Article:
When there are stitching pains in the right hypochondriac region, **Bryonia is the first remedy to be thought of, though for these pains we have other remedies, such as **Chelidonium and Kali carbonicum. Under **Bryonia the liver is swollen, congested and inflamed; the pains in the hypochondriac region are worse from any motion, and better from lying on the right side, which lessens the motion of the parts when breathing. It is one of the chief remedies for jaundice brought on by a fit of anger. **Chamomilla has this symptom, but the **Chamomilla patient gets hot and sweats, while the **Bryonia patient is apt to be chilly, though he appears hot. There is a bitter in the mouth and the stools are hard and dry, or, if loose, papescent and profuse and associated with a colic. **Berberis has stitching pains from the liver to the umbilicus. **Chelidonium is distinguished by the character of the stools.
**Bryonia is pre-eminently a gastro-hepatic remedy, and has pain in right shoulder, giddiness, skin and eyes slightly yellow. Hughes says it hardly reaches true hepatitis.
This remedy has much sensitiveness and dull pain in the region of the liver; the patient cannot lie on the right side. The liver is enlarged. The skin and conjunctiva are jaundiced. The stools are either clay-colored from absence of bile, or yellowish-green bilious stools passed with a great deal of tenesmus. There is a yellowish white coated tongue which takes the imprint of the teeth and there is a foetid breath, loss of appetite and depression of spirits. **Leptandra has aching and soreness in the region of the liver and is especially indicated in the lazy livers of city men; but is distinguished from **Mercurius in the stools, which are pitchlike and black, accompanied with no tenesmus, but rather a griping and the pains of **Leptandra are dull, aching and burning in the posterior part of the liver. The character of the diarrhoea will also distinguish **Mercurius from Magnesia muriatica, which is useful in the enlarged livers of puny and rachitic children. **Mercurius is the remedy for jaundice arising from abuse of quinine when fever is present. It is a splendid remedy for “torpid liver.” It suits well simple jaundice in children. Cowperthwaite believes that, as a rule, **Mercurius dulcis 2X is the most effective preparation of mercury in catarrhal jaundice.
The principal use of **Podophyllum is in liver affections. Primarily, it induces a large flow of bile, and, secondarily, great torpidity, followed by jaundice. It is indicated in torpid or chronically congested liver, when diarrhoea is present. The liver is swollen and sensitive, the face and eyes are yellow and there is a bad taste in the mouth. The tongue is coated white or yellow and the bile may form gall stones. There is a loose watery diarrhoea, or if constipation be present the stools are clay-colored. It somewhat resembles **Mercurius; it is sometimes called “vegetable mercury.” There are a number of drugs having the symptom that the tongue takes the imprint of the teeth, namely; **Mercurius, Podophyllum, Yucca, Stramonium, Rhus and Arsenic.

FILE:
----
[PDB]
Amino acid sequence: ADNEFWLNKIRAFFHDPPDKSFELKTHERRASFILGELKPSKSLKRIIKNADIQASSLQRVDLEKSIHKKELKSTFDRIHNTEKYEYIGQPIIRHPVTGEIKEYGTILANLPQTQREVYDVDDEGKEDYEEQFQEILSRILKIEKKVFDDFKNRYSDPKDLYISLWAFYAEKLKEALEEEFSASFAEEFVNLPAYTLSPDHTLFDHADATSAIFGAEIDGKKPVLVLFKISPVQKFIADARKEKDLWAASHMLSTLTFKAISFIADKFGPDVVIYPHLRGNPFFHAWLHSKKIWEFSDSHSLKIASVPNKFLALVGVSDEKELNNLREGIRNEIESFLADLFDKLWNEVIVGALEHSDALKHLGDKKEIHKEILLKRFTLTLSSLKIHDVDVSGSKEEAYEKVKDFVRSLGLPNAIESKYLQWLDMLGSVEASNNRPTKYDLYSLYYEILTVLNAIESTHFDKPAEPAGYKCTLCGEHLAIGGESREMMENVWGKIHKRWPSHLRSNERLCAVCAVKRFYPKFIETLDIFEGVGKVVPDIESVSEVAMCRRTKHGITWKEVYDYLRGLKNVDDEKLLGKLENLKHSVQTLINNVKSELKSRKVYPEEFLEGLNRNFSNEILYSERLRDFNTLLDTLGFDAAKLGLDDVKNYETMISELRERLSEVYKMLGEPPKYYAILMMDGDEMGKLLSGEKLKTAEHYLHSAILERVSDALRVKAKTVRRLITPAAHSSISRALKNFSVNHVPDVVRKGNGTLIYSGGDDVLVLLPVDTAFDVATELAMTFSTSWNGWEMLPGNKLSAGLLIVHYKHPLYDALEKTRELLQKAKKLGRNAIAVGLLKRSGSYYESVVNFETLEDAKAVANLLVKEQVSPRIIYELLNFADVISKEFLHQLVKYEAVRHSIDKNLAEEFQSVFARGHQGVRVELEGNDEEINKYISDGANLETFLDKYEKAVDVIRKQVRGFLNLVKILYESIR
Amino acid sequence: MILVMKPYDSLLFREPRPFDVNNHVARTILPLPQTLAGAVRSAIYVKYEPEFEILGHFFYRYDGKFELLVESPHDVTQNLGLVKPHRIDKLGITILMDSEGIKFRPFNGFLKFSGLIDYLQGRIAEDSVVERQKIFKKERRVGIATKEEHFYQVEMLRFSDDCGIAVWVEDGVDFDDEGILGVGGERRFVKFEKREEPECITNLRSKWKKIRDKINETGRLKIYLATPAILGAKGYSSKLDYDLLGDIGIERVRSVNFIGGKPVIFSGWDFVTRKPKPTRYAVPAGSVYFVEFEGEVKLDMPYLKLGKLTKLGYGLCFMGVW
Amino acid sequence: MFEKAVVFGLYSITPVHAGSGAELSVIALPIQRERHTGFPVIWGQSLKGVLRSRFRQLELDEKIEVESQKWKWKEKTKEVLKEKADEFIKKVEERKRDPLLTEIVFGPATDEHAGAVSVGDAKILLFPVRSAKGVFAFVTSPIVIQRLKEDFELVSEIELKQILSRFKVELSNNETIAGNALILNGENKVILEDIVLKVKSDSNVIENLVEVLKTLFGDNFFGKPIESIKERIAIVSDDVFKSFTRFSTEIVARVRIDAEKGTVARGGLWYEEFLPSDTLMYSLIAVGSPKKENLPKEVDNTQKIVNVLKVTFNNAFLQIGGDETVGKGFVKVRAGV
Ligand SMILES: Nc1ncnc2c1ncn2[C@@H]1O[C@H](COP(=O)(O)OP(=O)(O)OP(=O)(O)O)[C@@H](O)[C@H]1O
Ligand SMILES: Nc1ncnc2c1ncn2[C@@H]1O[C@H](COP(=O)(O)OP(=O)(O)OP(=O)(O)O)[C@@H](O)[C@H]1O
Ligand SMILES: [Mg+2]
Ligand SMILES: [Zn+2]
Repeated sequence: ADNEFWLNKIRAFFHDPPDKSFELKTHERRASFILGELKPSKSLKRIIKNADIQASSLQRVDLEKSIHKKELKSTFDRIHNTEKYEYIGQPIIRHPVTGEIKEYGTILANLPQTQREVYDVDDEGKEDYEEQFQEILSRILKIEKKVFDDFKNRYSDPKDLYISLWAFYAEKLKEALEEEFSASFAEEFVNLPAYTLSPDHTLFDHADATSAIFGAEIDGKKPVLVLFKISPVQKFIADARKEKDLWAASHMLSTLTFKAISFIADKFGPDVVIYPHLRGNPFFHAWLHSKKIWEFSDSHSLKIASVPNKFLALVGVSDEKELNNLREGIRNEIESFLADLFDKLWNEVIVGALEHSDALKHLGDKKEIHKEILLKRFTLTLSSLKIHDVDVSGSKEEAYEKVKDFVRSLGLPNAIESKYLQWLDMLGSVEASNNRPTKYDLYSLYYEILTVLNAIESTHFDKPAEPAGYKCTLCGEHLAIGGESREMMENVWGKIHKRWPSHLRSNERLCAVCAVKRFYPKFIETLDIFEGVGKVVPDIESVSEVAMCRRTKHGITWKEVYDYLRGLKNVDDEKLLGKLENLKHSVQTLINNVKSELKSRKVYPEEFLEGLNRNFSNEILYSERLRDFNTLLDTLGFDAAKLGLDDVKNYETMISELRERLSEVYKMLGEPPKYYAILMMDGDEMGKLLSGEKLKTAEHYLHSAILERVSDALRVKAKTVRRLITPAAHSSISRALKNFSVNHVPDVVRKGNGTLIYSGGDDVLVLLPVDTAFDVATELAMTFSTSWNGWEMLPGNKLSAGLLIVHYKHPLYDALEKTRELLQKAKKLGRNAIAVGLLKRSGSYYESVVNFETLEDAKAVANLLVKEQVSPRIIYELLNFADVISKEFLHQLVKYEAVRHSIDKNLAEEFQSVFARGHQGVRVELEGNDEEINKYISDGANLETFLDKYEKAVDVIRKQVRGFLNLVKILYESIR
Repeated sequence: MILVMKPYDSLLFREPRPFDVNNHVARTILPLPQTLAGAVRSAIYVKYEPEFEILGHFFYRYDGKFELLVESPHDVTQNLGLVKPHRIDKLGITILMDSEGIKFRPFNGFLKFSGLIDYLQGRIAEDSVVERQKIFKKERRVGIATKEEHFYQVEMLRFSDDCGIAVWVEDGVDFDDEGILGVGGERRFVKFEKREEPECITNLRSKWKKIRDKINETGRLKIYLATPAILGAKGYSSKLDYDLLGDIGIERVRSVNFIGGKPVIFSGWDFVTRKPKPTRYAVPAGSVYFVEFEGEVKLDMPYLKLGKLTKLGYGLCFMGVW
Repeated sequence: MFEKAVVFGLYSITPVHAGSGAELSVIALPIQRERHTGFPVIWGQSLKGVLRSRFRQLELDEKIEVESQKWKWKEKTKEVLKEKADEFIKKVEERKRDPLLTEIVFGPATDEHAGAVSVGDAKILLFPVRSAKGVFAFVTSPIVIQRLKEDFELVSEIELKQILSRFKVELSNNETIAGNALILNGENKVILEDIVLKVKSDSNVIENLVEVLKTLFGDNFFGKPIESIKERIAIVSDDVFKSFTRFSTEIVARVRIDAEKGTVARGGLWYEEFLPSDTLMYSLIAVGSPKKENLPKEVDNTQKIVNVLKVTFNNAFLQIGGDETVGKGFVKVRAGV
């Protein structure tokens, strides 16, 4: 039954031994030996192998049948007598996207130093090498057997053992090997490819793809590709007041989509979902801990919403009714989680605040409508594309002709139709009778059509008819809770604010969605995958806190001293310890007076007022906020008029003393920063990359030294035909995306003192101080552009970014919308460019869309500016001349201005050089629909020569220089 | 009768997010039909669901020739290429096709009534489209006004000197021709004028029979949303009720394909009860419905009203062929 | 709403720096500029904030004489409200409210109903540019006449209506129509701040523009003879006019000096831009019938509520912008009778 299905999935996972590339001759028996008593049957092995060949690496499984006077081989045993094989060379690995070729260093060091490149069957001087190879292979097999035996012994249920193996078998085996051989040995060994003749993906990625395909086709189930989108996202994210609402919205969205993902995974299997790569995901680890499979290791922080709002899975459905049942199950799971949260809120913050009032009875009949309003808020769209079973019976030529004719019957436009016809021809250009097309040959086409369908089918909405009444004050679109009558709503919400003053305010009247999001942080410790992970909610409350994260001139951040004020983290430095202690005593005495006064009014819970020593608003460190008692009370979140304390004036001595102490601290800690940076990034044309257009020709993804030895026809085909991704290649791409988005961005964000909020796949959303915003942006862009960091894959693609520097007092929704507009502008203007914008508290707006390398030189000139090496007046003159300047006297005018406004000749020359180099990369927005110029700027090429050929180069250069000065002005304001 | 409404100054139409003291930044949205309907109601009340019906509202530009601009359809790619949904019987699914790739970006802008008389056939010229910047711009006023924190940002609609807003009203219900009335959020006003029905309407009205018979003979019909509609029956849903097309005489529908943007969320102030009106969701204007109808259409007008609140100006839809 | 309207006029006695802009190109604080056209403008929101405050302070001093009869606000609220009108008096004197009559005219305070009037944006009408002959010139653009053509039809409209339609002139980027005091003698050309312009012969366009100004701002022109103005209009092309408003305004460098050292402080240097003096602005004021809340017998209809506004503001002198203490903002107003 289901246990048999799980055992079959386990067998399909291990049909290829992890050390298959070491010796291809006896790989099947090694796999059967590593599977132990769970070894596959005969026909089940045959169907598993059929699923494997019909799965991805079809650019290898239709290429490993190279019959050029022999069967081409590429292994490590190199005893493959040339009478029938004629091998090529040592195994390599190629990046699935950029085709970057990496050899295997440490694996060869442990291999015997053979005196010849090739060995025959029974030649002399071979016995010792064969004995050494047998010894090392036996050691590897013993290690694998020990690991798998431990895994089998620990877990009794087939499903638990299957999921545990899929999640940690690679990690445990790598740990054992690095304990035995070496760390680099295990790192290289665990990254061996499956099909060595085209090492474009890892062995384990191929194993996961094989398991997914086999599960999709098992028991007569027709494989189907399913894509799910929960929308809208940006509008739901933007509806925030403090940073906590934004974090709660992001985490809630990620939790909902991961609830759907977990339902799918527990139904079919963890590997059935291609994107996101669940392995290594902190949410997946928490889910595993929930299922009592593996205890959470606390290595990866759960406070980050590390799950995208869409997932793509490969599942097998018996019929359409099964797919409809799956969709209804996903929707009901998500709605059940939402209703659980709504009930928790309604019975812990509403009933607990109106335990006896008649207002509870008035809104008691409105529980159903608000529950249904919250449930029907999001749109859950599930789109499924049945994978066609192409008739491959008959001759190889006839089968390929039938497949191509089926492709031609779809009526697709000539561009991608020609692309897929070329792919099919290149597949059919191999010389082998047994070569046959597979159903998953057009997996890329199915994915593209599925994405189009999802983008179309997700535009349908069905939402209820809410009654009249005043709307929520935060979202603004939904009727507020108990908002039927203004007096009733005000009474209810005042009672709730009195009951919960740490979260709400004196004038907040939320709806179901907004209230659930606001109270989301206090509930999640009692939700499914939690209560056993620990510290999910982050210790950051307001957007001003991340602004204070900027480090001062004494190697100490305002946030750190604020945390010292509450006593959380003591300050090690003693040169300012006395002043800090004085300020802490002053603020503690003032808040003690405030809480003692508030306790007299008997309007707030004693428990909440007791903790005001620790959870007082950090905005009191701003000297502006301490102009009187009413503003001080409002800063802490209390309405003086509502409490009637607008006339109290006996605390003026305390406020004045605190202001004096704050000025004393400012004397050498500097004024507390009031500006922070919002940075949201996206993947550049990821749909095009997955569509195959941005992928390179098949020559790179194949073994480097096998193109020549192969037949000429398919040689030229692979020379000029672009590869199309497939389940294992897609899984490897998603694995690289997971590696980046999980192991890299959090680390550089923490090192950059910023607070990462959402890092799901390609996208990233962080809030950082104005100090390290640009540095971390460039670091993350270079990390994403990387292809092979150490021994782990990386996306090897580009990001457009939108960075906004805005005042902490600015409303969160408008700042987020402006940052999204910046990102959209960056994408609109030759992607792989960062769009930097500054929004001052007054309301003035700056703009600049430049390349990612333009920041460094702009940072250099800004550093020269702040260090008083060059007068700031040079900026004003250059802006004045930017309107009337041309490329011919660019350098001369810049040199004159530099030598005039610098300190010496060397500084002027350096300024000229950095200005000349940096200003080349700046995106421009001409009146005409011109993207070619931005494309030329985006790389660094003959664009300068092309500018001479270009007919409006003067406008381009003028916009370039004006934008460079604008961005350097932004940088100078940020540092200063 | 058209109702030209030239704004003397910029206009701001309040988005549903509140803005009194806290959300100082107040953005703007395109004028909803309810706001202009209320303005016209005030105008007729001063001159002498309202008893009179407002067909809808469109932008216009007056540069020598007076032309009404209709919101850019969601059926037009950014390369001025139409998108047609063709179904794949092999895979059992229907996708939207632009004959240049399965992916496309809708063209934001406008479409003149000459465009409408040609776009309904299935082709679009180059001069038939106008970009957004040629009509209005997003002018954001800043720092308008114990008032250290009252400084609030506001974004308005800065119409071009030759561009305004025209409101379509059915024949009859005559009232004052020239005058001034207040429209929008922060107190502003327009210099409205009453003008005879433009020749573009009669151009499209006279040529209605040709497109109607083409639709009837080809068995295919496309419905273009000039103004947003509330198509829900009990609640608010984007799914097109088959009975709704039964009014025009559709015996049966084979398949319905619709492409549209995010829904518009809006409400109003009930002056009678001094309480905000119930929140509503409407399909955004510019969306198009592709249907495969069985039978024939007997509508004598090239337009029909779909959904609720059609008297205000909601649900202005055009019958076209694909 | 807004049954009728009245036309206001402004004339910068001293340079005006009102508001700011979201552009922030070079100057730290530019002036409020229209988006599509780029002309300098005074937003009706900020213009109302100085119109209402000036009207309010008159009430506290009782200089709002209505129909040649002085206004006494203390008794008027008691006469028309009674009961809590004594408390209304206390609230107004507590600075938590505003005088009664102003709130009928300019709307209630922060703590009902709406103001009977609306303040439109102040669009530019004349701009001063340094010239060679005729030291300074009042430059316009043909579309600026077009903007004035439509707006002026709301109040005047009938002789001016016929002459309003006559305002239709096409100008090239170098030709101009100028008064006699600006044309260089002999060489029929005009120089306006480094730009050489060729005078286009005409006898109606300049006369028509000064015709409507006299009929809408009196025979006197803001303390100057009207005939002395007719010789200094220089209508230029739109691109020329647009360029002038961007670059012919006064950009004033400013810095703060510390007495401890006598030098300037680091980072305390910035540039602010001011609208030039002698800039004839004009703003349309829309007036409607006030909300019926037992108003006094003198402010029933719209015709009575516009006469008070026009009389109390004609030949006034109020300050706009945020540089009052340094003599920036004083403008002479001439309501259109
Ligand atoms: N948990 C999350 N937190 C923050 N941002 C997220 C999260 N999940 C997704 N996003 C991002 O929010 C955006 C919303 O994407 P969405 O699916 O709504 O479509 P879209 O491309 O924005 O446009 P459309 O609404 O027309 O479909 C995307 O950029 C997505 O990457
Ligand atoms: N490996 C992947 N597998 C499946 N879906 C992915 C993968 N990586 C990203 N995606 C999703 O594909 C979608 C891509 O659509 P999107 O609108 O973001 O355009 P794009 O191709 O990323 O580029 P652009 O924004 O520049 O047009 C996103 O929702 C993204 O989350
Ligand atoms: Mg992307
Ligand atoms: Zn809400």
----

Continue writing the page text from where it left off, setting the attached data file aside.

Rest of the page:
Another symptom of **Podophyllum is that the patient constantly rubs the region of the liver with the hand. Functional torpor of the portal system and the organs connected there with indicates **Podophyllum. There is constipation, clay-colored stool, jaundice and langour.
The liver symptoms of **Chelidonium are very prominent. There is soreness and stitching pains in the region of the liver, but the keynote for this drug in hepatic diseases is a pain under the angle of the right shoulder blade, which may extend to the chest, stomach, or hypochondrium; there is swelling of the liver, chilliness, fever, jaundice, yellow coated tongue, bitter taste and a craving for acids and sour things, such as pickles and vinegar. The stools are profuse, bright yellow and diarrhoea; they may be clayey in color. It is remedy to be used in simple biliousness and jaundice, and in hepatic congestion or inflammation the character of the stools will distinguish **Bryonia. Taken altogether, **Chelidonium is perhaps our greatest liver remedy; it causes the liver to secrete thinner and more profuse bile than any remedy; it is a useful remedy to promote the expulsion of gall stones, and to prevent their formation. It was Rademacher’s great remedy for gall stones, and Cowperthwaite finds it his best remedy. In simple catarrhal jaundice it is often all sufficient. It affects the left lobe of the liver much less than does **Carduus marianus.